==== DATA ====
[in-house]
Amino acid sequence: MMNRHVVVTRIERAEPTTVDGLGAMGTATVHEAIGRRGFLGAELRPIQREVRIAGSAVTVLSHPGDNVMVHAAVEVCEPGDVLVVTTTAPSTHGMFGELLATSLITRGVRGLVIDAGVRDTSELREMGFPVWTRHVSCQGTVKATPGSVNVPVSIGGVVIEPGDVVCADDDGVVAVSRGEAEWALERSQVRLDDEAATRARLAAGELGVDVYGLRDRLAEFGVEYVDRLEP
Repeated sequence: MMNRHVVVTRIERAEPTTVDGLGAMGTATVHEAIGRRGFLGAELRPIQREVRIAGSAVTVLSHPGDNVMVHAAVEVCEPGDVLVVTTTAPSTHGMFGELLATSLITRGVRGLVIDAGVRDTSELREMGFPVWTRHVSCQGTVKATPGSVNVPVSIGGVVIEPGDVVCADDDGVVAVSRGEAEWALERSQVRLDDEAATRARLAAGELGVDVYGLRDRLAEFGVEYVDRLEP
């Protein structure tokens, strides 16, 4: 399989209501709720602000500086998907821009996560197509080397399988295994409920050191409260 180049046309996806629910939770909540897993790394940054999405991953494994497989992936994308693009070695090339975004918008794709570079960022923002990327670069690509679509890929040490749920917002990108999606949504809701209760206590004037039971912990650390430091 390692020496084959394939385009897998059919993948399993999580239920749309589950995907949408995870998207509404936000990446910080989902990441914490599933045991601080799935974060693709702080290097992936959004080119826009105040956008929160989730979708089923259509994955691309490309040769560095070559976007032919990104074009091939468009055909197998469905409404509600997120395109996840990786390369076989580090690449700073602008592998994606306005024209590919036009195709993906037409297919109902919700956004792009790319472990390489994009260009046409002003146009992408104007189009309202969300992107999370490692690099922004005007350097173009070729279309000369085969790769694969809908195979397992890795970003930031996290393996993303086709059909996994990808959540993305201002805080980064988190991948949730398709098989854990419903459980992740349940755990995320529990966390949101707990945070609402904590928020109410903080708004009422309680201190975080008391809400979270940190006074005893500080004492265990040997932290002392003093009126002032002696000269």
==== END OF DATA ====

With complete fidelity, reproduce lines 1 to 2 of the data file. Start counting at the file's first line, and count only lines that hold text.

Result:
[in-house]
Amino acid sequence: MMNRHVVVTRIERAEPTTVDGLGAMGTATVHEAIGRRGFLGAELRPIQREVRIAGSAVTVLSHPGDNVMVHAAVEVCEPGDVLVVTTTAPSTHGMFGELLATSLITRGVRGLVIDAGVRDTSELREMGFPVWTRHVSCQGTVKATPGSVNVPVSIGGVVIEPGDVVCADDDGVVAVSRGEAEWALERSQVRLDDEAATRARLAAGELGVDVYGLRDRLAEFGVEYVDRLEP